So yes, I love “Ted Lasso” because I am a football-aholic and because I am British, and therefore revel in all the throwaway English references. I still chuckle, a year on, about a Shredded Wheat cereal gag in season 1, and applaud the copious usage of the word “wanker” – which hasn’t had this much airplay since director Guy Ritchie first burst onto the scene at the end of the 1990s. (Interestingly, season 2 seems to concentrate more on American references that the Brits don’t get than vice versa, which may be a sop to how U.S. audiences appear to have taken “Ted” to their hearts.)
However, the true genius of “Ted Lasso” is that you really don’t need to like football to love the show. Each episode is 30-ish minutes of pure unadulterated bliss, centered around the most positive man in the universe – a man whose sense of bonhomie is almost as infectious as the delta variant; a man who, when asked if he believes in ghosts, responds, “Yes, but more importantly, I think they need to believe in themselves, you know?”
Sudeikis never once turns Ted into a joke figure, a Michael Scott-type to be mocked for his misguided approach to life – even when he (season 1 spoiler alerts) is in the midst of a messy divorce or learns that he has been hired to manage AFC Richmond as an act of revenge by new owner Rebecca Welton (Hannah Waddington), who wants to destroy something her ex-husband adores.
Ted is never the butt of the joke for the audience, even if he may be for some of the characters around him. Instead, he’s a quixotic hero who, despite working in the ultimate results-based business, refuses to define success in such simple terms as which team puts the ball in the other team’s goal the most times.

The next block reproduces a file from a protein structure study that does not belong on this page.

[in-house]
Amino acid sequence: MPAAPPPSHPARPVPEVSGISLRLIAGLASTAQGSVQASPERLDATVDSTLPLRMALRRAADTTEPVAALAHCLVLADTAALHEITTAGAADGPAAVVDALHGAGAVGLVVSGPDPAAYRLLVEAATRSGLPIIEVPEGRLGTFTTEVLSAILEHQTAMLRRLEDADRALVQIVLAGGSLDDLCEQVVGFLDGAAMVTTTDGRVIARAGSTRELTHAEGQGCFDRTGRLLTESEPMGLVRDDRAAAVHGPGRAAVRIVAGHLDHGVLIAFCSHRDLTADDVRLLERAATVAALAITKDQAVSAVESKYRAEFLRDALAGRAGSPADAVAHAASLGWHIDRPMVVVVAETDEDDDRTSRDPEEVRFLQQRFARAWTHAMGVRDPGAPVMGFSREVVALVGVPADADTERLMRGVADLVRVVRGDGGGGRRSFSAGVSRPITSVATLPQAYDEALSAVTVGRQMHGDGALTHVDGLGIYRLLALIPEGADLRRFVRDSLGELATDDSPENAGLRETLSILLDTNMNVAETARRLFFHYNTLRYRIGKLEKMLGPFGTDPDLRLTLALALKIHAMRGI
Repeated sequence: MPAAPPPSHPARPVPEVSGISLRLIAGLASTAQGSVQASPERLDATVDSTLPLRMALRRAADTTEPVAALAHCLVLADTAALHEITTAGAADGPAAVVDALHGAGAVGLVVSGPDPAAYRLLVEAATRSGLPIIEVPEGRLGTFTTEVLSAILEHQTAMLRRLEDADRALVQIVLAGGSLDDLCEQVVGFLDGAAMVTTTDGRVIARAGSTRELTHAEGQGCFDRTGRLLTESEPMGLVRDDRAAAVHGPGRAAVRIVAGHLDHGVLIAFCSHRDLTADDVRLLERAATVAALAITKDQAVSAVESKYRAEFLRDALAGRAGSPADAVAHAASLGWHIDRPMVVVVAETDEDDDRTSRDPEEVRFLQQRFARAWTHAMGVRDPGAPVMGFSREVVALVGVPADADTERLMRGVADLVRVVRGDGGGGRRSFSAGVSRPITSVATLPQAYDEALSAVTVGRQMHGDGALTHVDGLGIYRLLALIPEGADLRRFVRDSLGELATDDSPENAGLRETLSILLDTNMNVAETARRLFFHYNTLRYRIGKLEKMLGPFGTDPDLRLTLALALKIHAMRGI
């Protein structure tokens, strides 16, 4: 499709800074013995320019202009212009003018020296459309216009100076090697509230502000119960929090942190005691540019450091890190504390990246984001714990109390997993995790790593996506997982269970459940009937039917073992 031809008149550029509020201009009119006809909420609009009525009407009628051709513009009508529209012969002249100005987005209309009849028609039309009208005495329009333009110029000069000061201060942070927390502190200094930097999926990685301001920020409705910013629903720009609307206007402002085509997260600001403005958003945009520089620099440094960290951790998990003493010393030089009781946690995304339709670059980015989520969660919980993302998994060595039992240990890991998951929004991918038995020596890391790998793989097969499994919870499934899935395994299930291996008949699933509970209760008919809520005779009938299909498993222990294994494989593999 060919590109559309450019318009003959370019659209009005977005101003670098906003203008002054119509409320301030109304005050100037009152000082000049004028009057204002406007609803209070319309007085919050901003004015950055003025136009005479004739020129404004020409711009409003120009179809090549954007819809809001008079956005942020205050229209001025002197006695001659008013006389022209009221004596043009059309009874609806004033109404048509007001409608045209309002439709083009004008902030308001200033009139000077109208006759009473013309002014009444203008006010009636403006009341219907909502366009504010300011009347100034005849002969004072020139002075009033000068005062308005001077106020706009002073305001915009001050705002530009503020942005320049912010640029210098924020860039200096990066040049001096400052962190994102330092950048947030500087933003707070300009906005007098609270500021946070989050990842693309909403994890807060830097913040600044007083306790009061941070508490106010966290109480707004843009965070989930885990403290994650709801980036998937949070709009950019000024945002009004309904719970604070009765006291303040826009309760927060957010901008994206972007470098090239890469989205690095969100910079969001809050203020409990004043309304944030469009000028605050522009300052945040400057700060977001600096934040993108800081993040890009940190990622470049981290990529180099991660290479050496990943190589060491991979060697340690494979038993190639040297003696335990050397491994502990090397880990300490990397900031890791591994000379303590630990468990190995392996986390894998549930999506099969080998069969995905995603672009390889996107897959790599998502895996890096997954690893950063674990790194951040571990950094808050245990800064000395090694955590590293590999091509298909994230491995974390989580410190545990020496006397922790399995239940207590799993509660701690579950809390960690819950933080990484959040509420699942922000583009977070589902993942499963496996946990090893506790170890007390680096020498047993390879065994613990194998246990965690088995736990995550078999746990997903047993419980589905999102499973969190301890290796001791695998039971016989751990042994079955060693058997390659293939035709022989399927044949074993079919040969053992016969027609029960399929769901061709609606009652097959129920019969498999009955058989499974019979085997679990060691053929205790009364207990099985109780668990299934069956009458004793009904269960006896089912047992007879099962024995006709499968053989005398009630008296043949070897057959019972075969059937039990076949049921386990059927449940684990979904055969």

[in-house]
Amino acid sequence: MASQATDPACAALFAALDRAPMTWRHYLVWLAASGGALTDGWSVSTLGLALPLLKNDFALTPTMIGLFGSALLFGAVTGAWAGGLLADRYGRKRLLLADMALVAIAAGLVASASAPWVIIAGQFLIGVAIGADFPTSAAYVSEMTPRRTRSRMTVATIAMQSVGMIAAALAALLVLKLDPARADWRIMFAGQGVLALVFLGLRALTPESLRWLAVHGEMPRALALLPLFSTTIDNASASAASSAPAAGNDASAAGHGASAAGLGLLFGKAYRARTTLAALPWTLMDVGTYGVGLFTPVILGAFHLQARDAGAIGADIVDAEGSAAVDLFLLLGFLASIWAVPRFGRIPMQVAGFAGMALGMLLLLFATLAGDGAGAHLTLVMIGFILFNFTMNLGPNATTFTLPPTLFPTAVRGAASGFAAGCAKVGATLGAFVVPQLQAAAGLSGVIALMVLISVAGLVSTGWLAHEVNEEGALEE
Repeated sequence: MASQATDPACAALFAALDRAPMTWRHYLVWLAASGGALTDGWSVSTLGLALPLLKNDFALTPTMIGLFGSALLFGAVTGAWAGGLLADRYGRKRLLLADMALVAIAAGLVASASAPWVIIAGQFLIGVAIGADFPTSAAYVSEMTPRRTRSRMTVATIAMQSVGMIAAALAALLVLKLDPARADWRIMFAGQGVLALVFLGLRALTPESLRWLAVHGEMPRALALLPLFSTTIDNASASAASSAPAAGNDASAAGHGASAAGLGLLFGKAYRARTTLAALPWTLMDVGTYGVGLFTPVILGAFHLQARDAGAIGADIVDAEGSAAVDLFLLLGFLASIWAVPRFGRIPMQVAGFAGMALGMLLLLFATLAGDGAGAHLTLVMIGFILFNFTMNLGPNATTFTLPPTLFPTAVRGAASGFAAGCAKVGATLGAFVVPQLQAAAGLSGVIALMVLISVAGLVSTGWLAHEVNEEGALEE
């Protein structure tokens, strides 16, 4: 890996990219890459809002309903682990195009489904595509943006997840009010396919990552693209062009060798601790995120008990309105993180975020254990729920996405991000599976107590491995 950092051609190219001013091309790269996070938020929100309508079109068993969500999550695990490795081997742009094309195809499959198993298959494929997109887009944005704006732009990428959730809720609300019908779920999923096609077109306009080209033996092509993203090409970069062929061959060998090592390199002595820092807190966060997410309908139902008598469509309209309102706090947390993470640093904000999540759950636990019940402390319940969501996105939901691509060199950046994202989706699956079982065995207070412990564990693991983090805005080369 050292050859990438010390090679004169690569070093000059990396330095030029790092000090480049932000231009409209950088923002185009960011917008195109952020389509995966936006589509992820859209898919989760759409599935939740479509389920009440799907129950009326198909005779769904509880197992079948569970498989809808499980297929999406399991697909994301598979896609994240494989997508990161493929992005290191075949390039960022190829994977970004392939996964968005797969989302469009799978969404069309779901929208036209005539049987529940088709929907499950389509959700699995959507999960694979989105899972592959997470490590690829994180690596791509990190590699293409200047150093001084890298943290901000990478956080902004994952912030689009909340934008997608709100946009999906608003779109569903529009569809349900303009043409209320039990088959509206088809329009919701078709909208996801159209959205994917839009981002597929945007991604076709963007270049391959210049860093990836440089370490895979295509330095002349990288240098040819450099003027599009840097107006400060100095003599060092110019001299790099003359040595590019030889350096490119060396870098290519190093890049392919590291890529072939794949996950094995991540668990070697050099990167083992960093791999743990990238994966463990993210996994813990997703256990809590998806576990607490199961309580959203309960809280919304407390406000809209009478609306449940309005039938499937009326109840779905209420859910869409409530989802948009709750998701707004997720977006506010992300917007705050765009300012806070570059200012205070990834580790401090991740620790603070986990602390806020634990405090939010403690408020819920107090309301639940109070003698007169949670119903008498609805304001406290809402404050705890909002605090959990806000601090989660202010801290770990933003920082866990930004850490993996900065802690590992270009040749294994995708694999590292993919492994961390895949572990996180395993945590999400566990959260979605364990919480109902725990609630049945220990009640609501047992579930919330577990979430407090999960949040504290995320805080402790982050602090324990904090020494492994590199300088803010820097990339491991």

He also provides us with an answer to the question of what it would look like if Leslie Knope from “Parks and Recreations” had a twin brother and he managed a fictional English football club.
I’ve seen six episodes of season 2 so far (like a perfect pre-match snack, “Ted Lasso” should not be consumed hastily – and Apple is smart to drop one new episode every Friday until October 1), and can report that the show is maintaining its winning streak, even if AFC Richmond can only dream of such things.
All of the memorable characters from the first season are back in the starting lineup, and it’s significant that two of the best are women operating in a notoriously male world: the wonderful Waddington (why is this the first time I’m noticing her on screen?) as the now-rejuvenated club owner, and Juno Temple as Keeley Jones, marketing guru and partner to perma-scowling hard man Roy Kent (Brett Goldstein, channeling real-life football legend and world’s angriest man, Roy Keane, especially in season 2 as he contemplates life beyond the football pitch).
This is a show driven by wonderful characters and great one-liners (“You beating yourself up is like Woody Allen playing clarinet: I don’t want to hear it” was my favorite from season 1, while in season 2 Ted explains why sportsmen and women should never say the phrase “the yips” out loud, just as “you never say ‘Macbeth’ in a theater or ‘soccer’ in England”).
It’s also full of fun cultural references that are a world away from the testosterone-fueled one of football: When Ted references Socrates, for instance, he’s referring to the Greek philosopher rather than the Brazilian midfield great, and I heartily approve the Paul Thomas Anderson reference and use of the Aimee Mann song “Wise Up” as a throwback to his 1999 film “Magnolia” in season 2.